6 week puppy development what to expect
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Week 6 of Puppy Development – What to Expect
Puppies can certainly be a handful, particularly in the first couple of months of their life when they are learning about the world around them. But at 6 weeks old, your puppy is still a little too young to leave their mother and siblings.
However, if you’re caring for an orphaned pup or are curious about your pooch’s development while they’re living with their current owner, our handy guide will help you know what to expect.
What age should you take home your puppy?
The best age for a puppy to go to their new home is between 8 weeks to 12 weeks. Most reputable breeders in the UK will refuse to sell puppies younger than 8 weeks as it can cause socialization issues later down the line.
Puppies need to stay with their mother and siblings until at least 8 weeks of age to help them understand the right way to behave and socialize around other dogs. These crucial life lessons cannot be taught by a human, which is why puppies who leave their mother and littermates too early can grow up to be fearful, anxious, or aggressive adults.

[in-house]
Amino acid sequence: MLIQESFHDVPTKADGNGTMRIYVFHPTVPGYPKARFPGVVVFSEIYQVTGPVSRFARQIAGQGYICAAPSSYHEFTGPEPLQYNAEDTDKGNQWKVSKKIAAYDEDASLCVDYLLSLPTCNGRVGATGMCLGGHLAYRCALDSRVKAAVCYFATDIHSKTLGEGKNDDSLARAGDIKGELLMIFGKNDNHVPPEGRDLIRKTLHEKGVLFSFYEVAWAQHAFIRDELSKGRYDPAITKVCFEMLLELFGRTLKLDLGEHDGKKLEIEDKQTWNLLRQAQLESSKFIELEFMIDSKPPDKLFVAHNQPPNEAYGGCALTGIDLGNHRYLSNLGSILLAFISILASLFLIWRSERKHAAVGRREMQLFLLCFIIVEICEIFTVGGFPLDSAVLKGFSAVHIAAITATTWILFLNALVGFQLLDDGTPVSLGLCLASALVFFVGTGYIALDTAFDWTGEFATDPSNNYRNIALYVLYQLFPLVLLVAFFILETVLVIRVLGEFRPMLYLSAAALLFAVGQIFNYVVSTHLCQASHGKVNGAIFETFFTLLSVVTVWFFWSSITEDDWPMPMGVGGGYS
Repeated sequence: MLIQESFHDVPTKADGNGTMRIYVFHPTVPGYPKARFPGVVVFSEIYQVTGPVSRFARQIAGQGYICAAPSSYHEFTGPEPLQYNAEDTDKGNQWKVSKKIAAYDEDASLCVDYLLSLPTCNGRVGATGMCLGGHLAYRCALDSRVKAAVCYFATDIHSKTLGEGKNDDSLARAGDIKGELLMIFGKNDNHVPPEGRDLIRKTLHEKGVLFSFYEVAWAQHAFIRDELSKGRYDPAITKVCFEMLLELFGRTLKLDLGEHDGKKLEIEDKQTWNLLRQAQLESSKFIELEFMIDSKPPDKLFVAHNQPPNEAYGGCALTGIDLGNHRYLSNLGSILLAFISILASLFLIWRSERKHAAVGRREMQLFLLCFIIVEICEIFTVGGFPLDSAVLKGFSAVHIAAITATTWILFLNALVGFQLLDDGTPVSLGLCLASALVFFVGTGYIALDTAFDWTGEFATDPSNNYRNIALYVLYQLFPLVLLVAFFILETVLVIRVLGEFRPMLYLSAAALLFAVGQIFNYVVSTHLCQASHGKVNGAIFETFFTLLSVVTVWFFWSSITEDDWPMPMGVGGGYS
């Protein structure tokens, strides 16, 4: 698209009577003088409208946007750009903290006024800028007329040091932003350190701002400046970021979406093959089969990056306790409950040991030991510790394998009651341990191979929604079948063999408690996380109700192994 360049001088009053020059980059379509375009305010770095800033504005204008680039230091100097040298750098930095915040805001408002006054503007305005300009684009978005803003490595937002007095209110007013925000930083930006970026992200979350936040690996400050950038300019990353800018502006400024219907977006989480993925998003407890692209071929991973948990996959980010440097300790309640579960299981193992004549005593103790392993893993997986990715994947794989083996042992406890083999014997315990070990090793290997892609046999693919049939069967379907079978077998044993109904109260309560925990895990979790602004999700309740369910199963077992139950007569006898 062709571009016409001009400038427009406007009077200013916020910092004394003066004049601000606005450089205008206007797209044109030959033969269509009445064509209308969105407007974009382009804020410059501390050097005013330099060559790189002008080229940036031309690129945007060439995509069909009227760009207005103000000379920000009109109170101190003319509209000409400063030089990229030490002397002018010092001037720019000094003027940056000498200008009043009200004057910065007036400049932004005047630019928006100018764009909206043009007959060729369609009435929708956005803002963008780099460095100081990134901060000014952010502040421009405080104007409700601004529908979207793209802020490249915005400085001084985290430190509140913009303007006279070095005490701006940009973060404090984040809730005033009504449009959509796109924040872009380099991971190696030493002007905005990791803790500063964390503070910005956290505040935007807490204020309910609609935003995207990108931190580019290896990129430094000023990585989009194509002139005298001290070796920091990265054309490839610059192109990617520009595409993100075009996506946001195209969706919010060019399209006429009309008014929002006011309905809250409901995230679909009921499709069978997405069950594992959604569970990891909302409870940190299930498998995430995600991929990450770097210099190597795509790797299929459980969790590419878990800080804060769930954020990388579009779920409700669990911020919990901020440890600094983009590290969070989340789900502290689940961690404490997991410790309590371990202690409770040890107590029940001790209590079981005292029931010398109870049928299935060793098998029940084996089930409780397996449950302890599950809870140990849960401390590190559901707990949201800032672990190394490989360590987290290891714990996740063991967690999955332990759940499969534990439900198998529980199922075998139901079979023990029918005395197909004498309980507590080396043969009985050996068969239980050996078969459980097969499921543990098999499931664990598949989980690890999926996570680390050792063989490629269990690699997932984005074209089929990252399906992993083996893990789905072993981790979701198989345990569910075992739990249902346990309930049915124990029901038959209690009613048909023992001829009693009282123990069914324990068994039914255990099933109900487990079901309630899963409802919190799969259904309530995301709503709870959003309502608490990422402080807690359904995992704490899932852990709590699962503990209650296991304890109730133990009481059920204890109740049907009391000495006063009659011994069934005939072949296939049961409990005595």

A 6-week-old puppy is far too young to go to a new home as they still need their mother’s care and attention.
Additionally, the weaning process for puppies typically begins at 3 to 4 weeks old and lasts until around 8 weeks old, so a 6-week-old pup will still be nursing.
If a dog breeder says they can let you take a puppy home younger than 8 weeks old, that’s a big red flag – you might want to look for a more credible breeder.
Additionally, before you bring your new companion home for the first time, make sure you’re prepared and have everything you need to give your pooch the best care.
6-week-old puppy training
While you can start training your puppy at 6 weeks old, you should limit your expectations as they are still a little too young to grasp commands and certain concepts. The best age to start training and housebreaking a puppy is between 7 to 8 weeks old.
We have a separate guide on 8-week-old puppies, which includes some tips on how to crate train and potty train your pooch here if you want to get a headstart on teaching your puppy the basics!
Bear in mind that puppies have extremely short attention spans, so you’ll need to keep sessions short and simple. Opt for basic commands such as “sit” and “stay”, making sure to praise and reward your pooch when they are doing a good job.
6-week-old puppy behavior
A 6-week-old puppy acts a lot like a toddler – they’re playful, curious, energetic, and a little mischievous. As they explore their surroundings, don’t be surprised if you spot your puppy nibbling and biting objects.
Puppies begin teething at around 3 weeks old, so it’s a good idea to have plenty of chew toys available for them to sink their teeth into. Discourage your puppy from biting your hands – it might be cute while they’re little, but it won’t be as they get bigger.
While puppies are incredibly lively at this age, they are also pretty sleepy – learning new experiences is hard work! Puppies sleep a lot at 6 weeks old, often in the strangest of positions, so it’s not uncommon for them to be causing mayhem one minute, then in a deep slumber the next